Wednesday,
April 21, 2021

Market recap

Dow Jones

33,821.30

-256.33 (-0.75%)

S&P 500

4,134.94

-28.32 (-0.68%)

Nasdaq

13,786.27

-128.50 (-0.92%)

Apple

$133.11

-$1.73 (-1.28%)

Netflix

$549.57

-$4.87 (-0.88%)

Johnson & Johnson

$166.47

+3.78 (2.32%)

Amid evolving news + uncertainty surrounding COVID-19, your financial needs are our top priority. For more information on COVID-19 and your finances click here.

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Top Story

Apple Rolls Out New Hardware While Dealing With Challenges

Apple Launches New iPad Pros and More

Yesterday, Apple (AAPL) debuted new products including updated iPad Pros at its first product launch of the year. Apple’s iPad products were not selling as well as many of its other offerings prior to the pandemic, but the remote work boom led to a spike in demand for tablets. Apple also unveiled a new colorful iMac and an updated Apple TV. Additionally, the company announced a highly anticipated product called AirTag, which will help users keep track of items using Apple’s “Find My” technology.

Apple is rolling out these new hardware products as it deals with challenges in other parts of its business. The company is in the midst of a legal battle with Epic Games, the maker of Fortnite. It is also facing harsh criticism from Facebook (FB) and increased regulatory scrutiny from lawmakers around the world.

Apple Clashes With Facebook, Epic Games

Apple and Facebook have long been rivals, but an impending change in Apple's iPhone software is putting further strain on their relationship. Apple is changing its iPhone software to prevent apps from tracking users to send them targeted ads. Facebook argues this decision will hurt small businesses. The social media giant has launched a PR attack against Apple to get its position across. Meanwhile, the two tech companies are also competing head-to-head in the augmented reality space.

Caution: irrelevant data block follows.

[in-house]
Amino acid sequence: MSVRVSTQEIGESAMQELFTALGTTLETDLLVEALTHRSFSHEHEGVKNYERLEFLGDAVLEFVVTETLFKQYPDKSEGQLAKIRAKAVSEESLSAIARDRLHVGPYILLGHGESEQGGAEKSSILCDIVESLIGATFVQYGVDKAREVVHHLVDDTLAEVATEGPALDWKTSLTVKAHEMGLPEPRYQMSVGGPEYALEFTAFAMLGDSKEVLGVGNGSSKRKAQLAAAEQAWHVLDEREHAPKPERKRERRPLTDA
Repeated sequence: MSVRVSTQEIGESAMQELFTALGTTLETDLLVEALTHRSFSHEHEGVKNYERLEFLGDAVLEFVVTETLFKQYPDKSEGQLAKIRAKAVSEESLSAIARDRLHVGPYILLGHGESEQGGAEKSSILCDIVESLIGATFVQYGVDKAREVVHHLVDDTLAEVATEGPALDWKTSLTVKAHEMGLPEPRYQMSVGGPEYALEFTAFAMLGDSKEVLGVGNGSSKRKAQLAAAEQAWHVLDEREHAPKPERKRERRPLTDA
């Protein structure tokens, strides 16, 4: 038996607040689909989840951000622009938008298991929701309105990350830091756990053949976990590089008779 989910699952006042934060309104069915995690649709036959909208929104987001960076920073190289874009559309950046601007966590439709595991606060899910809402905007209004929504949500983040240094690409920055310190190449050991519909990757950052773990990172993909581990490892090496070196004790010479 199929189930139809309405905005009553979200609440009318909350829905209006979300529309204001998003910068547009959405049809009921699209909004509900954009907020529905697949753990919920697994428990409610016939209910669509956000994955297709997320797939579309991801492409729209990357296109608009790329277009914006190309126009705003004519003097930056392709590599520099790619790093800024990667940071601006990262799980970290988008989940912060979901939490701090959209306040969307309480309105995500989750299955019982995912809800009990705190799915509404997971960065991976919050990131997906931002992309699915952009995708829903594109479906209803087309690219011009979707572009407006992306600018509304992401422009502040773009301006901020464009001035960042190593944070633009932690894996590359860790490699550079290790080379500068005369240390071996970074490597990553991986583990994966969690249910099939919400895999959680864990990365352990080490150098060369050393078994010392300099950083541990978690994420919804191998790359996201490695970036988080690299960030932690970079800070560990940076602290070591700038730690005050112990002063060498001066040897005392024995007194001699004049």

Apple is also heading to trial with Epic Games next month. Last fall, Epic Games updated the iOS version of Fortnite in a way which allowed users to pay Epic directly. This circumvented Apple's App Store rules. In response, Apple removed the game from its App Store. Epic Games responded with a lawsuit. If Apple loses this legal fight, it could be forced to change its app store policies.

Apple’s App Store Practices in the Spotlight

Apple's App Store practices are under scrutiny because of the conflict with Epic Games. US lawmakers are also beginning to voice concerns about the policies. The Coalition for App Fairness, an industry group backed by Spotify (SPOT) and Match Group (MTCH), is urging lawmakers in Arizona and North Dakota to pass laws which would reduce Apple's control of the App store. At the same time, regulators in the US are considering filing a formal antitrust complaint against Apple.

Though Apple’s new products are receiving positive attention, they are being somewhat overshadowed by the company’s challenges in other parts of its business.

How Debt Refinancing is Like Football Teams Making In-Game Adjustments

Data analyst Cynthia Frelund shares the details of refinancing debt. Watch the video to learn about debt consolidation and the ways it can save you money.
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Netflix Faces Challenges as Consumers Leave Their Couches